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A concrete syntax tree with AST-like properties for Python 3.5, 3.6, 3.7, 3.8, 3.9, and 3.10 programs.

Project description


A Concrete Syntax Tree (CST) parser and serializer library for Python

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LibCST parses Python 3.0 -> 3.11 source code as a CST tree that keeps all formatting details (comments, whitespaces, parentheses, etc). It’s useful for building automated refactoring (codemod) applications and linters.

LibCST creates a compromise between an Abstract Syntax Tree (AST) and a traditional Concrete Syntax Tree (CST). By carefully reorganizing and naming node types and fields, we’ve created a lossless CST that looks and feels like an AST.

You can learn more about the value that LibCST provides and our motivations for the project in our documentation. Try it out with notebook examples.

Example expression:

1 + 2

CST representation:

            value=' ',
            value=' ',

Getting Started

Examining a sample tree

To examine the tree that is parsed from a particular file, do the following:

python -m libcst.tool print <>

Alternatively, you can import LibCST into a Python REPL and use the included parser and pretty printing functions:

>>> import libcst as cst
>>> from libcst.tool import dump
>>> print(dump(cst.parse_expression("(1 + 2)")))

For a more detailed usage example, see our documentation.


LibCST requires Python 3.7+ and can be easily installed using most common Python packaging tools. We recommend installing the latest stable release from PyPI with pip:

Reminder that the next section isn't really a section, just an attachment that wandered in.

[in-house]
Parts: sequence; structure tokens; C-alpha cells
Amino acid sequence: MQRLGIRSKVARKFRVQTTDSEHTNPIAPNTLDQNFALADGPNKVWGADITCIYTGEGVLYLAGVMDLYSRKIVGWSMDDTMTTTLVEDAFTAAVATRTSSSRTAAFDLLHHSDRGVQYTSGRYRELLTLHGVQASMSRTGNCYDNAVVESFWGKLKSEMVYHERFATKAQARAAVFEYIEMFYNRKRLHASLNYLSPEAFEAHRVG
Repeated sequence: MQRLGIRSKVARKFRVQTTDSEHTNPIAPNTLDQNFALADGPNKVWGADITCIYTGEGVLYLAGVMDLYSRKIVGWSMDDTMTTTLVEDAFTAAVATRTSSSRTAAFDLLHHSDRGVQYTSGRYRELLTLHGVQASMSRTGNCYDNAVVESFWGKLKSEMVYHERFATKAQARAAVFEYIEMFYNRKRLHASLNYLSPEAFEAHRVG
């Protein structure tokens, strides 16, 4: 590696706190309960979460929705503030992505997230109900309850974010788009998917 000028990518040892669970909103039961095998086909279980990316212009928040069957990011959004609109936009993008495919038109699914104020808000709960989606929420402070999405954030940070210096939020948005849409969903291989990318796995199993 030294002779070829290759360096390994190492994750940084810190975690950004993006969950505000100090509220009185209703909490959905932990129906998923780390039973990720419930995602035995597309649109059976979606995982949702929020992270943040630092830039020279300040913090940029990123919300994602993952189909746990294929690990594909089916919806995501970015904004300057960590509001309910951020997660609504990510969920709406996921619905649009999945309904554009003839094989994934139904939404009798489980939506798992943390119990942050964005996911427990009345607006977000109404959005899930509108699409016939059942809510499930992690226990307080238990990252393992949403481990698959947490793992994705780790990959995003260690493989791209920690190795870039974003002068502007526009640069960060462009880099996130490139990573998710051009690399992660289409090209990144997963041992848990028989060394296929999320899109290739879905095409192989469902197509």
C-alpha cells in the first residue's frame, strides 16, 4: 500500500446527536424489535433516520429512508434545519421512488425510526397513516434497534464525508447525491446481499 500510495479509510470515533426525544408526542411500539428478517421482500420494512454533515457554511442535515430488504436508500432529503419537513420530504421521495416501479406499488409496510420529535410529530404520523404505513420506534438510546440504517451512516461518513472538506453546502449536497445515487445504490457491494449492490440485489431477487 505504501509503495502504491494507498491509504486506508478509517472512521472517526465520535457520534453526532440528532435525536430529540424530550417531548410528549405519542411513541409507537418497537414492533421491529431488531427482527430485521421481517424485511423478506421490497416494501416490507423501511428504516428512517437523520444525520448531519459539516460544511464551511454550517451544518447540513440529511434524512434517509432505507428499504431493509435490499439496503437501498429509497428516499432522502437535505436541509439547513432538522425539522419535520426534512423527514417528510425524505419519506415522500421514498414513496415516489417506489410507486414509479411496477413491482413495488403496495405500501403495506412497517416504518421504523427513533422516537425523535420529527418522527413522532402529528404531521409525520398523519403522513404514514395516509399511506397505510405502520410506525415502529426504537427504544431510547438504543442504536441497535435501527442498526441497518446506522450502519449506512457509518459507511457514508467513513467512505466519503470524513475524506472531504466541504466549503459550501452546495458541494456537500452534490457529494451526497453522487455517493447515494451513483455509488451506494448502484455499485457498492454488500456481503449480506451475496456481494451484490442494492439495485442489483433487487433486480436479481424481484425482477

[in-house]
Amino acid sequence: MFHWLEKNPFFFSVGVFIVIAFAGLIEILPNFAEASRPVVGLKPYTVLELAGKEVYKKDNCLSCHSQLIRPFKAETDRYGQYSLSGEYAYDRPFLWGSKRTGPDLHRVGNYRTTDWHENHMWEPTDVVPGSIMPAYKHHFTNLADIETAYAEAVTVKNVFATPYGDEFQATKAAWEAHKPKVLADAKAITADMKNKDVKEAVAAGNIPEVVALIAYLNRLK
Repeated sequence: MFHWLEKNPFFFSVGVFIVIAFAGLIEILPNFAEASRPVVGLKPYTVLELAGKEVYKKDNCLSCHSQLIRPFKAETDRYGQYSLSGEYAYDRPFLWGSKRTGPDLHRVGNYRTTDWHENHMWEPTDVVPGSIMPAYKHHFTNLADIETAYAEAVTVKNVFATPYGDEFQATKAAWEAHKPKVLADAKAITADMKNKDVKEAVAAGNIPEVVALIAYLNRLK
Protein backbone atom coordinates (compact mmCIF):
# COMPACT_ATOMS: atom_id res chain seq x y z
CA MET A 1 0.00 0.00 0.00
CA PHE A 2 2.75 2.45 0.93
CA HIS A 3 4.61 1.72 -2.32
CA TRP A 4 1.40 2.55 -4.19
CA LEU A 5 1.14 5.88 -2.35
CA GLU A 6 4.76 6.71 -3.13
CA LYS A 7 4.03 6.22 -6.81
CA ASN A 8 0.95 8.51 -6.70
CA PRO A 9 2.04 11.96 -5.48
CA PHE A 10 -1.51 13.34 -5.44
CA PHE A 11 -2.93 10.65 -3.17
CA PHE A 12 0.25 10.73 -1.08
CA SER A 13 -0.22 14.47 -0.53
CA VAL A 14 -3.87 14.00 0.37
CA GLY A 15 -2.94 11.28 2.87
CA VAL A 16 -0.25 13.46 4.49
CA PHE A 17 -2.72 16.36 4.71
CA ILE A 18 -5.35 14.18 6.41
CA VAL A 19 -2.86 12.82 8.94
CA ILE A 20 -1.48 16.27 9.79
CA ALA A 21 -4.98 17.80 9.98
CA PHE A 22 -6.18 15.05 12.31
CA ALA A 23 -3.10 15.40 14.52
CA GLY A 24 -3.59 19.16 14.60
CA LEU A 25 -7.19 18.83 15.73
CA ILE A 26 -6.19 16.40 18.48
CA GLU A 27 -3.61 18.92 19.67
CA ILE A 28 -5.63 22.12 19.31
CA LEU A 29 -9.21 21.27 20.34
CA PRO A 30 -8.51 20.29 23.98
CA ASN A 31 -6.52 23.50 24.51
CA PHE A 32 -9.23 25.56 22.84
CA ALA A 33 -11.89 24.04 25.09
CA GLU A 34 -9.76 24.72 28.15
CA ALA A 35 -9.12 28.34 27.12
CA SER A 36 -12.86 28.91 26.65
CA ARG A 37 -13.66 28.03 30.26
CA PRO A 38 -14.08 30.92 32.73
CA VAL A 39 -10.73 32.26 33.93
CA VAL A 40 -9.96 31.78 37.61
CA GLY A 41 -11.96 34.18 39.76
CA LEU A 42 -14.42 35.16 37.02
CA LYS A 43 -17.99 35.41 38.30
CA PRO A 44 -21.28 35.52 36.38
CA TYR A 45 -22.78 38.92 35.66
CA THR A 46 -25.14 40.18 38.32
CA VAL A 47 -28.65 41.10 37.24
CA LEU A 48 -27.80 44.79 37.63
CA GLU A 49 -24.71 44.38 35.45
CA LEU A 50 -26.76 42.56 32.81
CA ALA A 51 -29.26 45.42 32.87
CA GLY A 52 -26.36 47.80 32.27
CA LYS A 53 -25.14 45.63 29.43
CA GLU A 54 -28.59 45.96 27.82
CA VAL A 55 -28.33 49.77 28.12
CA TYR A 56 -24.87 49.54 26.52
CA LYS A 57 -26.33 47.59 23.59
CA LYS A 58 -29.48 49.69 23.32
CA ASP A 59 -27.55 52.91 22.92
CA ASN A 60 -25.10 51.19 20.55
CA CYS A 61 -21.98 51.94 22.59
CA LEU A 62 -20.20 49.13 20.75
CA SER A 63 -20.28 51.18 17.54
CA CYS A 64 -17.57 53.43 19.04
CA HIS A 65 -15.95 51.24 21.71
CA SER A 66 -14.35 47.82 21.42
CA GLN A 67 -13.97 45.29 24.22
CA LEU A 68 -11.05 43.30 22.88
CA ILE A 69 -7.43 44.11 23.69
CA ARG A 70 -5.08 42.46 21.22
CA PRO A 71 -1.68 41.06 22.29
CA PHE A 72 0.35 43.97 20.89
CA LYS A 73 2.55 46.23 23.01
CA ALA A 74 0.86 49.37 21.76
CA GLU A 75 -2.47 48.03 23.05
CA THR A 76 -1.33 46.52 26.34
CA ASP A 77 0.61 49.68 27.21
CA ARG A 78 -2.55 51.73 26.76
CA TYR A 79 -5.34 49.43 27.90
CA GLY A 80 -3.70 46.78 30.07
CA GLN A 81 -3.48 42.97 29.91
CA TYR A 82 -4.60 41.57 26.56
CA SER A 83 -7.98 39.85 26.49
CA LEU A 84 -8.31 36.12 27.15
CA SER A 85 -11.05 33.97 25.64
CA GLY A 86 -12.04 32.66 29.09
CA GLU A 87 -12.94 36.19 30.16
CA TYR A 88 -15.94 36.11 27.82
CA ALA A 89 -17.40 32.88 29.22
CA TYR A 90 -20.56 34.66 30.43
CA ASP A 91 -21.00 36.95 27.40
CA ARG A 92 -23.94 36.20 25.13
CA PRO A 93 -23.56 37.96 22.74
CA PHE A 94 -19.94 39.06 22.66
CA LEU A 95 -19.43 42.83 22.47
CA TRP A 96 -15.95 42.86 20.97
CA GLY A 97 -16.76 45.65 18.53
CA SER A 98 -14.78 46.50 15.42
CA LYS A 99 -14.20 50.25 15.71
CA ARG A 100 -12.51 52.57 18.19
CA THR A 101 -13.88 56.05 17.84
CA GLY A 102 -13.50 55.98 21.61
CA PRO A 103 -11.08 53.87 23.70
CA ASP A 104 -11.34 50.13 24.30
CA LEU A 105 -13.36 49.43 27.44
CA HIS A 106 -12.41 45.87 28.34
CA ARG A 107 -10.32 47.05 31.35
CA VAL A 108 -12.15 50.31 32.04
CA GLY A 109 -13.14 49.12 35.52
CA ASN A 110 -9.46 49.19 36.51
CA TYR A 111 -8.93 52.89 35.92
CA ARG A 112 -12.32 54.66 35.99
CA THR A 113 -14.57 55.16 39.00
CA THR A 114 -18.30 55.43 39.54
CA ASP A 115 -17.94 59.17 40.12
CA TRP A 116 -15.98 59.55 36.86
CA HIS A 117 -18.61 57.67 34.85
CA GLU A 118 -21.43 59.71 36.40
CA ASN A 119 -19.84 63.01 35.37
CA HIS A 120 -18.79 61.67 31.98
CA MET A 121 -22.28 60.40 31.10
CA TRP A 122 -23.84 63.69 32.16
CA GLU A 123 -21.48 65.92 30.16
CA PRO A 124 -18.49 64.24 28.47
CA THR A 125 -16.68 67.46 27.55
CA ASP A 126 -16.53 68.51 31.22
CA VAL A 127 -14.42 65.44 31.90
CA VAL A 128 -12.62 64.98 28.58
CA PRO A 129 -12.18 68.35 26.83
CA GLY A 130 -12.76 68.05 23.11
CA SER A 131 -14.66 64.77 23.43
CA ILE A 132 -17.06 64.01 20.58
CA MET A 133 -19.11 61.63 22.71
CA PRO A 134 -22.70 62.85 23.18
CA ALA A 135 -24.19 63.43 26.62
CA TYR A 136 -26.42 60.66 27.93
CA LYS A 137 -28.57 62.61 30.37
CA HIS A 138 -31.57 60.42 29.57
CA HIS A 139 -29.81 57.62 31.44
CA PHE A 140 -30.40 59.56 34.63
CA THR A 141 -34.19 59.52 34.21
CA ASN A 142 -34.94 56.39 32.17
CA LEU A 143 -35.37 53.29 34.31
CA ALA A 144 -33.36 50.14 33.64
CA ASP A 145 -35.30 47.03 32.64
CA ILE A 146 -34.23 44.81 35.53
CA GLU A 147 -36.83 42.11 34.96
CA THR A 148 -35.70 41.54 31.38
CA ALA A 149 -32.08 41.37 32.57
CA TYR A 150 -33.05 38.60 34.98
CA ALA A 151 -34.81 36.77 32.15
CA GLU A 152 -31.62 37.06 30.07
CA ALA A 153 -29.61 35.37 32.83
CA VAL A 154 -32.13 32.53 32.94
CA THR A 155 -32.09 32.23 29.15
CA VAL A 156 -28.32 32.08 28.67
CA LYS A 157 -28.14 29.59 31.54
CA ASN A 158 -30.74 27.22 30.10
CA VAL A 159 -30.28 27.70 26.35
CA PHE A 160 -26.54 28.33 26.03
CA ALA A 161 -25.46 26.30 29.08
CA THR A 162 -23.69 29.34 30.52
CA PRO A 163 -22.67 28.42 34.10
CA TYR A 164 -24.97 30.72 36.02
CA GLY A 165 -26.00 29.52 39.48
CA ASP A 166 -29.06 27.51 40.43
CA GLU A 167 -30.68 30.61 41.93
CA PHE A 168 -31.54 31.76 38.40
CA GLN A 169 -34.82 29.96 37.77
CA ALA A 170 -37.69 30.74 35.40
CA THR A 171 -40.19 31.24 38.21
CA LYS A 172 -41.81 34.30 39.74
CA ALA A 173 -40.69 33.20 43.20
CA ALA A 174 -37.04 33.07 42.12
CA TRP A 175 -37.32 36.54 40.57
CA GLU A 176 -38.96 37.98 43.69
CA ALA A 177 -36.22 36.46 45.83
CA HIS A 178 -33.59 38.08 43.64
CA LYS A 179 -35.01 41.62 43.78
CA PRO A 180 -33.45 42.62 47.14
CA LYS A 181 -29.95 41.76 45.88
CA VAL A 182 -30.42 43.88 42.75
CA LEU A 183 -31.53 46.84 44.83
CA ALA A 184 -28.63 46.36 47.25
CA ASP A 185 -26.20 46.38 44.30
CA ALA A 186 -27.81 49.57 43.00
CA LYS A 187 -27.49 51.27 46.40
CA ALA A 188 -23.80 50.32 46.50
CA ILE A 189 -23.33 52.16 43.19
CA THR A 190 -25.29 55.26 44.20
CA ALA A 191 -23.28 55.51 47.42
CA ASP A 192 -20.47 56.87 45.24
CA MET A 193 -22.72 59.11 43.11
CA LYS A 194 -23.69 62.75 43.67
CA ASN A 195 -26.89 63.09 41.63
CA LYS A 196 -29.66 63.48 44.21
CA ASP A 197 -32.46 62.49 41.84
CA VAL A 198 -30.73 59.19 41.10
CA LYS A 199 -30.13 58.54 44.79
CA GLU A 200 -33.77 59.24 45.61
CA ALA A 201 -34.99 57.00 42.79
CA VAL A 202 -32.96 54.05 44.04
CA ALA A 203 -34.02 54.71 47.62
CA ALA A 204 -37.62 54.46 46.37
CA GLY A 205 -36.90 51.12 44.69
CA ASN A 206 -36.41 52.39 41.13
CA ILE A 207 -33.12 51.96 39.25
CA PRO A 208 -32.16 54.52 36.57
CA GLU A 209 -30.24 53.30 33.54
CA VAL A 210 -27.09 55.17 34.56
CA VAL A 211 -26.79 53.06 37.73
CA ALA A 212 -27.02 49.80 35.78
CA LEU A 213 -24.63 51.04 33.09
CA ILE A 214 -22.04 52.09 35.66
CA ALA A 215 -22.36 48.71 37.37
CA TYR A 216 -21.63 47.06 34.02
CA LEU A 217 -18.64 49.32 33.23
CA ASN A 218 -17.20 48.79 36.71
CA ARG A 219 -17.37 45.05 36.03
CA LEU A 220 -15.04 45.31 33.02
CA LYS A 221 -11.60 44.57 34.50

pip install libcst

For parsing, LibCST ships with a native extension, so releases are distributed as binary wheels as well as the source code. If a binary wheel is not available for your system (Linux/Windows x86/x64 and Mac x64/arm are covered), you’ll need a recent Rust toolchain for installing.

Further Reading


You’ll need a recent Rust toolchain for developing.

Then, start by setting up and activating a virtualenv:

git clone libcst
cd libcst
python3 -m venv ../libcst-env/  # just an example, put this wherever you want
source ../libcst-env/bin/activate
pip install --upgrade pip  # optional, if you have an old system version of pip
pip install -r requirements.txt -r requirements-dev.txt
# If you're done with the virtualenv, you can leave it by running:

We use ufmt to format code. To format changes to be conformant, run the following in the root:

ufmt format && python -m fixit.cli.apply_fix

We use slotscheck to check the correctness of class __slots__. To check that slots are defined properly, run:

python -m slotscheck libcst

To run all tests, you’ll need to do the following in the root:

python -m unittest

You can also run individual tests by using unittest and specifying a module like this:

python -m unittest libcst.tests.test_batched_visitor

See the unittest documentation for more examples of how to run tests.


In order to build LibCST, which includes a native parser module, you will need to have the Rust build tool cargo on your path. You can usually install cargo using your system package manager, but the most popular way to install cargo is using rustup.

To build just the native parser, do the following from the native directory:

cargo build

To build the libcst.native module and install libcst, run this from the root:

pip uninstall -y libcst
pip install -e .

Type Checking

We use Pyre for type-checking.

To verify types for the library, do the following in the root:

pyre check

Note: You may need to run the pip install -e . command prior to type checking, see the section above on building.

Generating Documents

To generate documents, do the following in the root:

sphinx-build docs/source/ docs/build/


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LibCST is MIT licensed, as found in the LICENSE file.

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  • Guido van Rossum for creating the parser generator pgen2 (originally used in lib2to3 and forked into parso).

  • David Halter for parso which provides the parser and tokenizer that LibCST sits on top of.

  • Zac Hatfield-Dodds for hypothesis integration which continues to help us find bugs.

  • Zach Hammer improved type annotation for Mypy compatibility.

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